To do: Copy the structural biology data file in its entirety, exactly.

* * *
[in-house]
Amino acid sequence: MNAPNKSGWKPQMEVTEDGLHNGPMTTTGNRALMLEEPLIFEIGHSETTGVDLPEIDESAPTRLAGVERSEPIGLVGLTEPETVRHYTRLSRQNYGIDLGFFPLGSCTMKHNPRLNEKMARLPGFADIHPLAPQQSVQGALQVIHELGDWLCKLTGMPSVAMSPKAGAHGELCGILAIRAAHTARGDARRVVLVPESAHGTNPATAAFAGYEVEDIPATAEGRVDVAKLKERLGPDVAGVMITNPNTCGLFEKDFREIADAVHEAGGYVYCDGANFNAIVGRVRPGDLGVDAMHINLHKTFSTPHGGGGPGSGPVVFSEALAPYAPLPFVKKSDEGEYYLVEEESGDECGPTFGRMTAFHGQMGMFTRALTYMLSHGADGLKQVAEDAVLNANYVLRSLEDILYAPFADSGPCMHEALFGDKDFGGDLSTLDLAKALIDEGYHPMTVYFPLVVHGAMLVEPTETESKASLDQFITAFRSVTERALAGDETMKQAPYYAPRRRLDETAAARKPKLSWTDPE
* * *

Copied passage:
[in-house]
Amino acid sequence: MNAPNKSGWKPQMEVTEDGLHNGPMTTTGNRALMLEEPLIFEIGHSETTGVDLPEIDESAPTRLAGVERSEPIGLVGLTEPETVRHYTRLSRQNYGIDLGFFPLGSCTMKHNPRLNEKMARLPGFADIHPLAPQQSVQGALQVIHELGDWLCKLTGMPSVAMSPKAGAHGELCGILAIRAAHTARGDARRVVLVPESAHGTNPATAAFAGYEVEDIPATAEGRVDVAKLKERLGPDVAGVMITNPNTCGLFEKDFREIADAVHEAGGYVYCDGANFNAIVGRVRPGDLGVDAMHINLHKTFSTPHGGGGPGSGPVVFSEALAPYAPLPFVKKSDEGEYYLVEEESGDECGPTFGRMTAFHGQMGMFTRALTYMLSHGADGLKQVAEDAVLNANYVLRSLEDILYAPFADSGPCMHEALFGDKDFGGDLSTLDLAKALIDEGYHPMTVYFPLVVHGAMLVEPTETESKASLDQFITAFRSVTERALAGDETMKQAPYYAPRRRLDETAAARKPKLSWTDPE